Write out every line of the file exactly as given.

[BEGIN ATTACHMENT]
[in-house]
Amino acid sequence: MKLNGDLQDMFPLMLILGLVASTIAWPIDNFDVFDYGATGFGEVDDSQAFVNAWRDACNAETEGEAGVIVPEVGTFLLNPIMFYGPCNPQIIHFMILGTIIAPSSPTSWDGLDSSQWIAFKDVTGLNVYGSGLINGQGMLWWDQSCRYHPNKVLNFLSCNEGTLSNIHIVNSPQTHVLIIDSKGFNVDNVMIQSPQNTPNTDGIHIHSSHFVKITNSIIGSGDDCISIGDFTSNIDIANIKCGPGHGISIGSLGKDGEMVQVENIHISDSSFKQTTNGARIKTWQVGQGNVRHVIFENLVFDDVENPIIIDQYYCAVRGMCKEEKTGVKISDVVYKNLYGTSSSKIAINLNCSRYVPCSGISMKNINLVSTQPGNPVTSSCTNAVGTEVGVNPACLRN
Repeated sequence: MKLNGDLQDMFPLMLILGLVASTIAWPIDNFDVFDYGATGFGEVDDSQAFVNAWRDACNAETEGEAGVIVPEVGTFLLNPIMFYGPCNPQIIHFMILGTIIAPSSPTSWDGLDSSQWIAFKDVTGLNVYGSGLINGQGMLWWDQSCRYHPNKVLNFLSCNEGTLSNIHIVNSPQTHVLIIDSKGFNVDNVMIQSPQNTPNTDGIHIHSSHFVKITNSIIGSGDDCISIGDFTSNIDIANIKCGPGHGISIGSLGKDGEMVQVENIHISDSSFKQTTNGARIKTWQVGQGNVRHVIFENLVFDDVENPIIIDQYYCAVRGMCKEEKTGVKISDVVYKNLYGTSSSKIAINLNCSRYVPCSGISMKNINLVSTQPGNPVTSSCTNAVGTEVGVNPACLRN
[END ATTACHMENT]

[in-house]
Amino acid sequence: MKLNGDLQDMFPLMLILGLVASTIAWPIDNFDVFDYGATGFGEVDDSQAFVNAWRDACNAETEGEAGVIVPEVGTFLLNPIMFYGPCNPQIIHFMILGTIIAPSSPTSWDGLDSSQWIAFKDVTGLNVYGSGLINGQGMLWWDQSCRYHPNKVLNFLSCNEGTLSNIHIVNSPQTHVLIIDSKGFNVDNVMIQSPQNTPNTDGIHIHSSHFVKITNSIIGSGDDCISIGDFTSNIDIANIKCGPGHGISIGSLGKDGEMVQVENIHISDSSFKQTTNGARIKTWQVGQGNVRHVIFENLVFDDVENPIIIDQYYCAVRGMCKEEKTGVKISDVVYKNLYGTSSSKIAINLNCSRYVPCSGISMKNINLVSTQPGNPVTSSCTNAVGTEVGVNPACLRN
Repeated sequence: MKLNGDLQDMFPLMLILGLVASTIAWPIDNFDVFDYGATGFGEVDDSQAFVNAWRDACNAETEGEAGVIVPEVGTFLLNPIMFYGPCNPQIIHFMILGTIIAPSSPTSWDGLDSSQWIAFKDVTGLNVYGSGLINGQGMLWWDQSCRYHPNKVLNFLSCNEGTLSNIHIVNSPQTHVLIIDSKGFNVDNVMIQSPQNTPNTDGIHIHSSHFVKITNSIIGSGDDCISIGDFTSNIDIANIKCGPGHGISIGSLGKDGEMVQVENIHISDSSFKQTTNGARIKTWQVGQGNVRHVIFENLVFDDVENPIIIDQYYCAVRGMCKEEKTGVKISDVVYKNLYGTSSSKIAINLNCSRYVPCSGISMKNINLVSTQPGNPVTSSCTNAVGTEVGVNPACLRN